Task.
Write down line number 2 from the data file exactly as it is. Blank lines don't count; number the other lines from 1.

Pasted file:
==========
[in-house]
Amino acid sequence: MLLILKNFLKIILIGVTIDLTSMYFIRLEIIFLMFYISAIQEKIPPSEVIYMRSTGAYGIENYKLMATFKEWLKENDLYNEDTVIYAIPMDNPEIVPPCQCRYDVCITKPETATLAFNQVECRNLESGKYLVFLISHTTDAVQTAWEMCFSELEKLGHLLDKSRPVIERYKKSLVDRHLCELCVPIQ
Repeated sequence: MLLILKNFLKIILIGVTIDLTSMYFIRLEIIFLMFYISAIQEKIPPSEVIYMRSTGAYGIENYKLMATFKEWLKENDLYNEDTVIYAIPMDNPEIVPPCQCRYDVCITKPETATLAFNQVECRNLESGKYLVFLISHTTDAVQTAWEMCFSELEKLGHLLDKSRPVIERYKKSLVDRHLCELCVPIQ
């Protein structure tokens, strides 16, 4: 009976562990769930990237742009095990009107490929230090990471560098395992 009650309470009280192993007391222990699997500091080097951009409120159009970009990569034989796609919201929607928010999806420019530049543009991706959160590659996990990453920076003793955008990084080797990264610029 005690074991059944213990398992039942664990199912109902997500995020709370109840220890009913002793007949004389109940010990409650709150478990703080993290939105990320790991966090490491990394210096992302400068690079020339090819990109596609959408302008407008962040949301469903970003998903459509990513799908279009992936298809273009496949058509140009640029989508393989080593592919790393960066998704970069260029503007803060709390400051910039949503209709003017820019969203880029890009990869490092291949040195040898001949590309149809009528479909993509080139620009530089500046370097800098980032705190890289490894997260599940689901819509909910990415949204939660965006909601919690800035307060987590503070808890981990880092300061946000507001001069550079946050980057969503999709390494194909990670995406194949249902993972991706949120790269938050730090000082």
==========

Amino acid sequence: MLLILKNFLKIILIGVTIDLTSMYFIRLEIIFLMFYISAIQEKIPPSEVIYMRSTGAYGIENYKLMATFKEWLKENDLYNEDTVIYAIPMDNPEIVPPCQCRYDVCITKPETATLAFNQVECRNLESGKYLVFLISHTTDAVQTAWEMCFSELEKLGHLLDKSRPVIERYKKSLVDRHLCELCVPIQ